Bill Barr brings back federal death penalty after 16-year pause
Attorney General Bill Barr gets testy/CNN screen shot

Attorney General Bill Barr on Thursday ordered the reinstatement of the federal death penalty, 16 years after the government implemented a pause in federal executions.

NBC News reports that Barr not only brought back the death penalty, but also scheduled executions for five inmates who are currently on federal death row.

"The Justice Department upholds the rule of law—and we owe it to the victims and their families to carry forward the sentence imposed by our justice system," Barr said in a prepared statement.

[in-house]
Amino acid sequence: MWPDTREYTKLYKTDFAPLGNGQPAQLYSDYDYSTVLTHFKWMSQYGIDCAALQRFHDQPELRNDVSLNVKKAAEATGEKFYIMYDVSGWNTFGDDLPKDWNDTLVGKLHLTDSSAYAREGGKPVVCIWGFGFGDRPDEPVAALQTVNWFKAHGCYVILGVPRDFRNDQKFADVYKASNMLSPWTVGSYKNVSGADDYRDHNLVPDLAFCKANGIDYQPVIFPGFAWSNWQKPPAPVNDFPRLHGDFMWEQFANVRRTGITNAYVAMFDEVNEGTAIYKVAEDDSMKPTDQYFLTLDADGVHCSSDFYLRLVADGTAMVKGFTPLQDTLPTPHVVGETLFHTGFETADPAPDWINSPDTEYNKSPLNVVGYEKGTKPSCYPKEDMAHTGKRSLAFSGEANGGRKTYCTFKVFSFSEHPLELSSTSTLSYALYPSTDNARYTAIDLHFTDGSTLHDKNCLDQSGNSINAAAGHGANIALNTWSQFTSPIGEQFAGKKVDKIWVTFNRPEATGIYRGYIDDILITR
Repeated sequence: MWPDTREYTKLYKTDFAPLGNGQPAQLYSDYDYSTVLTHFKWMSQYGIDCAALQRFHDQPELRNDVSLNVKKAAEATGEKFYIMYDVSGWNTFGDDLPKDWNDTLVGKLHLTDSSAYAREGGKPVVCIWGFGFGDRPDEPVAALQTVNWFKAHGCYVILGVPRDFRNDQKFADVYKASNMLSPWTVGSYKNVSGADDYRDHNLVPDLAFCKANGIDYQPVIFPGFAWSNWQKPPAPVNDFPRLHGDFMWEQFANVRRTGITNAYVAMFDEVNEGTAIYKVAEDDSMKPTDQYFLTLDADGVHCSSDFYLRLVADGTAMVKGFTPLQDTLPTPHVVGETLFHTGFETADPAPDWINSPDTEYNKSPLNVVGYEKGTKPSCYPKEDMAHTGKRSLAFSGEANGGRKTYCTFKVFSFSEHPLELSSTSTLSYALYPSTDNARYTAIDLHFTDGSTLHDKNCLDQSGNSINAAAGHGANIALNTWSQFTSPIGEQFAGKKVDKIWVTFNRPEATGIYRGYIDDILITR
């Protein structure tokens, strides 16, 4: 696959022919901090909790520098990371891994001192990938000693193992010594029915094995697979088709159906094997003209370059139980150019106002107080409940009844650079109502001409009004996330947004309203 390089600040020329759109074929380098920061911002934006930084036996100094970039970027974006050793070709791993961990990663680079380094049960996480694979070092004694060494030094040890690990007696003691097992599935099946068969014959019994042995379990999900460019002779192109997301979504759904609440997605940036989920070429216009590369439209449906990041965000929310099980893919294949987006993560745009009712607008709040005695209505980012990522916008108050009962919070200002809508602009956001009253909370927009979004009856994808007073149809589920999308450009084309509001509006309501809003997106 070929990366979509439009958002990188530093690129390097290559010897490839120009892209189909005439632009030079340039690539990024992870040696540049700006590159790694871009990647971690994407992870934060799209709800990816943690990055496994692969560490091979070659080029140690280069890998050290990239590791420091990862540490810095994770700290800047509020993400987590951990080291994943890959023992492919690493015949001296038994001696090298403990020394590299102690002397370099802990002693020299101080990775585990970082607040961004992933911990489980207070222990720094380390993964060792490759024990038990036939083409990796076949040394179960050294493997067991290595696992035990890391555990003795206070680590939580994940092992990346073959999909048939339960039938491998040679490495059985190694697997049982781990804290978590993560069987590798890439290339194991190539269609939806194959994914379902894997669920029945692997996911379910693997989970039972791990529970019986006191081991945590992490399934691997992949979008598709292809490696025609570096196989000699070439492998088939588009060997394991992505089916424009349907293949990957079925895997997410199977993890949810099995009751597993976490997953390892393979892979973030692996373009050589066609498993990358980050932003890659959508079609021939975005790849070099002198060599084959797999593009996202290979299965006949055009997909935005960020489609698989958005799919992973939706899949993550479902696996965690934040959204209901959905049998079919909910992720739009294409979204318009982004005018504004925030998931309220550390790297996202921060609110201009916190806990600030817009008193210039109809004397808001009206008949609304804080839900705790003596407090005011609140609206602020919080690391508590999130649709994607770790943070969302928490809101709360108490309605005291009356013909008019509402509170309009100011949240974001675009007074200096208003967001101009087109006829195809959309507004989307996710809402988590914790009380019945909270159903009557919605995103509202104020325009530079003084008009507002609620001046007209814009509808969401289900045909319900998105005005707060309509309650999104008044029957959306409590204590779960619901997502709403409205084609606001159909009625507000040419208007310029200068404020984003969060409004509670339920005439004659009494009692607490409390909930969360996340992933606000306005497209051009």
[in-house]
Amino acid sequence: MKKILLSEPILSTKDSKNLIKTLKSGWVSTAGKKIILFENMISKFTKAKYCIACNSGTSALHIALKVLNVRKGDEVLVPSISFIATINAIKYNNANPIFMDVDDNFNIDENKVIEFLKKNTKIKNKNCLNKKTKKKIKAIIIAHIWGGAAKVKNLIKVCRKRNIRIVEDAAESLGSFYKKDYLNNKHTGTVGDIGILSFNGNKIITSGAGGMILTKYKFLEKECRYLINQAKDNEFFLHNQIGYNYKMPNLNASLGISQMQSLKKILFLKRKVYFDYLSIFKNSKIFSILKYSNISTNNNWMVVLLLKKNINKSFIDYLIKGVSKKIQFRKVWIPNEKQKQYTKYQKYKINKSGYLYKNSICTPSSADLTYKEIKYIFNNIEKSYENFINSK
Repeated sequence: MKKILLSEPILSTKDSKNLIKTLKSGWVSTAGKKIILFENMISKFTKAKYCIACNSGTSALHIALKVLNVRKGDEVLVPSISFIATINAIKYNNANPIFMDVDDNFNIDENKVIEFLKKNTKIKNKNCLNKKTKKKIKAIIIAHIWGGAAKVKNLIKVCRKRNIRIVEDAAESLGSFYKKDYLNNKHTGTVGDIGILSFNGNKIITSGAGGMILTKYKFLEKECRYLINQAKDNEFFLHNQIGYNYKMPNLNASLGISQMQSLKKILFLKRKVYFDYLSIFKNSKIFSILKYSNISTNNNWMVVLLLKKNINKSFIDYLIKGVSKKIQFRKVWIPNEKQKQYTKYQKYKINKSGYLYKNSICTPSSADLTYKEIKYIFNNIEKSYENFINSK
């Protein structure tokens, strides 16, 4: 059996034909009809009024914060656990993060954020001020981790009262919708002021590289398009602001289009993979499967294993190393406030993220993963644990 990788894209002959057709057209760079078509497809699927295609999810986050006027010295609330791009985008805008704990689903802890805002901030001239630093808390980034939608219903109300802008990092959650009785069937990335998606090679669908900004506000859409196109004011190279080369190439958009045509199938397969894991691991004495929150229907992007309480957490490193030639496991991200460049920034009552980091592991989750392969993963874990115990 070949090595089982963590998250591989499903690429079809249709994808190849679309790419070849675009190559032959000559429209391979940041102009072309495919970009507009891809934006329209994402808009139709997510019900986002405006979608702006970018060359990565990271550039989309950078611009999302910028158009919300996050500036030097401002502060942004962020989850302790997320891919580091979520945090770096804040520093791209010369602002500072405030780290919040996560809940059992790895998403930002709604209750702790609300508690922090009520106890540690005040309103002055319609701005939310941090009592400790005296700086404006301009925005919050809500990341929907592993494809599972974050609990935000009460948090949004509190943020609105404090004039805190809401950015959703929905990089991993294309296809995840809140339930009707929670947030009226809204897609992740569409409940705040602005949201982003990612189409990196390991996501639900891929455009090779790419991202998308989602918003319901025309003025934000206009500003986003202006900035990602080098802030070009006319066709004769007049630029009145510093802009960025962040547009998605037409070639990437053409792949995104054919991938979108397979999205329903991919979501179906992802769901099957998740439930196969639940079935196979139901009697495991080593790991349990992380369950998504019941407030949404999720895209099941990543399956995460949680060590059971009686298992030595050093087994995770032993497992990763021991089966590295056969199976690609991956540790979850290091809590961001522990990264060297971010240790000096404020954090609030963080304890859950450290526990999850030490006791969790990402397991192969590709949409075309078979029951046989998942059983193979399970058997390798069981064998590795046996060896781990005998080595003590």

Although the federal death penalty was never formally abolished, no federal executions have occurred in the United States since 2003.

The Department of Justice has scheduled the five federal death penalty executions to happen in late 2019 and early 2020, NBC reports.

President Donald Trump once infamously took out ads in New York's major newspapers calling on the state to "bring back the death penalty" to execute five black teenagers who were wrongly convicted of raping a jogger in Central Park in the 1980s and whose convictions were later vacated by New York's supreme court after DNA evidence emerged that proved their innocence.